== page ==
From those rules constitutions may be constructed with differing objectives formed in the morphologies of a social order. In the case of the U S, at that particular point, the issue was (and has so far remained) to determine the allowable uses of the mechanisms of governments (state & federal) availble for dominant groups to impose obligations, the manner of their performance or constraints on conduct on individuals.

    In the E U, the rules have been structured as a constituiion to define the obligations, and by the terms of definitions frame the performance or constraints on conduct.

  2. Richard Schweitzer says

    As a short aside to the reference to entitlements above:

    Is there any “entitlement” for some which does not require an offsetting obligation of others for its provision?

    • says

      Aristotle’s contributions to piohoshply were indeed profound. The Prior Analytics, for example, is probably the most important philosophical text produced before the 18th C. To this text we owe term logic, including the analysis of the syllogism, categorization of sentence types, and rules for valid inference. Aristotle’s logic was the dominant form until the discovery of predicate logic in the 19th C. That’s about as enduring and important as a contribution to intellectual endeavor can be.Calling Aristotle the father of modern science highly overrates his scientific contributions, but he was an early natural historian and perhaps the father of ancient science. He started from some kooky assumptions and made some bizarrely unjustified claims, but he nevertheless observed and classified things, tried to understand how our perceptual apparatuses enabled and influenced observation, and invented a camera. Not bad considering that modern science wouldn’t start gaining steam for 1900 years or so.As for making stuff up, here Hegel is king. A few of his gems:Slavery is blacks’ education in the necessity of work.History is the spirit’s coming to self-conscious awareness through the sublation of prior oppositions.There is a negative that labors. There is an identity between identity and non-identity. I suppose you could argue that Hegel invented theoretical entities, while Aristotle just made up various empirical conclusions, but consider the last sentence above: the truth of such a claim cannot be discovered, and therefore the assertion is about as made up as you can get. Aristotle may have invented the notion that men have more teeth than women, but at least that’s a physical and logical possibility, unlike some of Hegel’s claims. I’m impressed that you’ve read that much of the Phenomenology.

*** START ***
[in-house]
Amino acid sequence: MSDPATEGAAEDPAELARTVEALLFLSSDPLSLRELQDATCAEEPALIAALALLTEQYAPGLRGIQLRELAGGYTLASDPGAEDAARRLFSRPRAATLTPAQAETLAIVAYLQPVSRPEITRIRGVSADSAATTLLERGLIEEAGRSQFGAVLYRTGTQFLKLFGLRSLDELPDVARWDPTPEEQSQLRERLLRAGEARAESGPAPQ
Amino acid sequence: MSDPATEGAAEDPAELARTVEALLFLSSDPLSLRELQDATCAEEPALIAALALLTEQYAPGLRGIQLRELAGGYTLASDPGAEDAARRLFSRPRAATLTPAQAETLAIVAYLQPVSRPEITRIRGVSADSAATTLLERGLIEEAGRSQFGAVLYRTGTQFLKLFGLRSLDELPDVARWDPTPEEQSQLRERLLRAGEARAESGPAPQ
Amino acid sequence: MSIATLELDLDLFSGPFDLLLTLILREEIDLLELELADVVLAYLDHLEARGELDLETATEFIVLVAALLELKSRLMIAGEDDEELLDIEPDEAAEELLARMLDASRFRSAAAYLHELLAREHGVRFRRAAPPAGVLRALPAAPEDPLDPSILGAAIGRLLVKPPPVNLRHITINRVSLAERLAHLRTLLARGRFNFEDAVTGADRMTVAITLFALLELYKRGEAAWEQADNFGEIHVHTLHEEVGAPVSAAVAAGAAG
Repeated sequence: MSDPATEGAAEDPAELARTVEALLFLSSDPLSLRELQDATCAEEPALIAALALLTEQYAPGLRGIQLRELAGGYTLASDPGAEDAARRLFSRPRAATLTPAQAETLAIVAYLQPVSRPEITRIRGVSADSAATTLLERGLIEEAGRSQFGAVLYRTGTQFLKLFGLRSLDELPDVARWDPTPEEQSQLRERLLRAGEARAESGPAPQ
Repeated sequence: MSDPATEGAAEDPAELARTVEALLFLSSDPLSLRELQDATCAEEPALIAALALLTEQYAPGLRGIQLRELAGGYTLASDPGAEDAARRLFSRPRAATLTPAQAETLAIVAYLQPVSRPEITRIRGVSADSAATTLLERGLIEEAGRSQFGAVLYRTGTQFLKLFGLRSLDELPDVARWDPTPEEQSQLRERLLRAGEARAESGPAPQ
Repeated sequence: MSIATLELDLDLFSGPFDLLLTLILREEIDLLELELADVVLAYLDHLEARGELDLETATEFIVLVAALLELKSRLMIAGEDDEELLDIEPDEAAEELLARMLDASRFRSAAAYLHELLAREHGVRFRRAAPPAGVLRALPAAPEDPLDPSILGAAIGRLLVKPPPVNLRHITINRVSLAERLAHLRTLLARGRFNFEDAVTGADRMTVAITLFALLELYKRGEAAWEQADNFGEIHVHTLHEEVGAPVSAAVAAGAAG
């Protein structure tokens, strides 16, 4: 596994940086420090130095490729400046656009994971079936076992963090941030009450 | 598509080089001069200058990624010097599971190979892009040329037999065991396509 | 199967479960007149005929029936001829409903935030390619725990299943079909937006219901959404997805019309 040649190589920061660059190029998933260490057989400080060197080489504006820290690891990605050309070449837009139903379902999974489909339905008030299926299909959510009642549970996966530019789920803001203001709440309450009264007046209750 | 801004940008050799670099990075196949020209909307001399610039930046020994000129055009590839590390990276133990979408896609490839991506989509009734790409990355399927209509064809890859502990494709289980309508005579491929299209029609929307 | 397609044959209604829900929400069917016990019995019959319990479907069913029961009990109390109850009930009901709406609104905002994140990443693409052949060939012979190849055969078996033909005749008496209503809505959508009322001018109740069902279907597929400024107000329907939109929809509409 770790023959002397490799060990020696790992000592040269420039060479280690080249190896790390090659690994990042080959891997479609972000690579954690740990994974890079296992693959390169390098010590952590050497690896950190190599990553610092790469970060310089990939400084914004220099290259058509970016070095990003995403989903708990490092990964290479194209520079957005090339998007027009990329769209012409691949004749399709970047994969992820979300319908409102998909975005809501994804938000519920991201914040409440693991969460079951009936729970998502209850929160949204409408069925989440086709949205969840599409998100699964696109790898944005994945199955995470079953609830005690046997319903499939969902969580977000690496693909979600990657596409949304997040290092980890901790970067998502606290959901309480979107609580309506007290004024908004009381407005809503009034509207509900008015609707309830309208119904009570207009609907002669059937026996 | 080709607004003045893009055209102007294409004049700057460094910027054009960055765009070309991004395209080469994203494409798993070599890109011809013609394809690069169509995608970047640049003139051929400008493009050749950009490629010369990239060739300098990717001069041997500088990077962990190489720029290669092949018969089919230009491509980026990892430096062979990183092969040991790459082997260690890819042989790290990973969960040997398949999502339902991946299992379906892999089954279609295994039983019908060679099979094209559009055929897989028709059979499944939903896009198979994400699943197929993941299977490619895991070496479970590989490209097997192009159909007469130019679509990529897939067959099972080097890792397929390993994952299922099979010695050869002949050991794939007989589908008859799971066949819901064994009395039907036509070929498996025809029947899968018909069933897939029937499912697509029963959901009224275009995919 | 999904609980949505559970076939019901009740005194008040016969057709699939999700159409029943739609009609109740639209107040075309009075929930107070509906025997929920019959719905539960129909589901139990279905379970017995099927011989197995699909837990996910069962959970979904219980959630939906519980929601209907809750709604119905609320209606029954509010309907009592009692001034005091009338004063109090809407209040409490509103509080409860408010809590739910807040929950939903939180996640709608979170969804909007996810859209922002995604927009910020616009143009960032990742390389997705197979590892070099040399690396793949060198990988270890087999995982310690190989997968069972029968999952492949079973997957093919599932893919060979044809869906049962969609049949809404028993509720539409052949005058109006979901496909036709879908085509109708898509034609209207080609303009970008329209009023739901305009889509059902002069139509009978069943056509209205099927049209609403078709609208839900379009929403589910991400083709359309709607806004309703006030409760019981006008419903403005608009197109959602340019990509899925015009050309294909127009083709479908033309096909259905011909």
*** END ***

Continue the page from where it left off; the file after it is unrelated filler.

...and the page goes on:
3. says

    There’s no way Aristotle is more overrated than Hegel. The femror may often be rated as the greatest of all philosophers, but at least he made enduring contributions to philosophy. Hegel is often regarded as among the greatest philosophers, though his contributions to philosophy are nonexistent. In fact, Hegel wanted to abolish the laws of bivalence, non-contradiction, and excluded middle. Yeah, good idea.Let’s say Aristotle is rated at 10. His contributions include the syllogism, a theory of definition, some work on categorization, aesthetics, and rhetoric. Therefore he probably deserves to be rated at about a 5 and is overrated by 5 points.Hegel, on the other hand, is probably rated around 8, but his contributions would have negative value if any value at all (the guy thought he necessarily proved that there are seven planets). Therefore he is overrated by at least 8 points.Kierkegaard is also much less overrated than Hegel. The femror is often considered one of the great philosophers, while the latter is thought to be one of the greatest. Kierkegaard also made substantial contributions to the philosophy of self-deception. I estimate his rating at 6, with his deserved rating at 1 or 2, which makes him a lot less overrated than Hegel.Finally, you neglected to mention a great many overrated things:1. Alcohol2. Freud3. Soccer4. Pink Floyd5. Sidney Crosby6. British Empiricists7. The Eagles8. The Beatles9. Personal hygeine10. Requiem for a Dream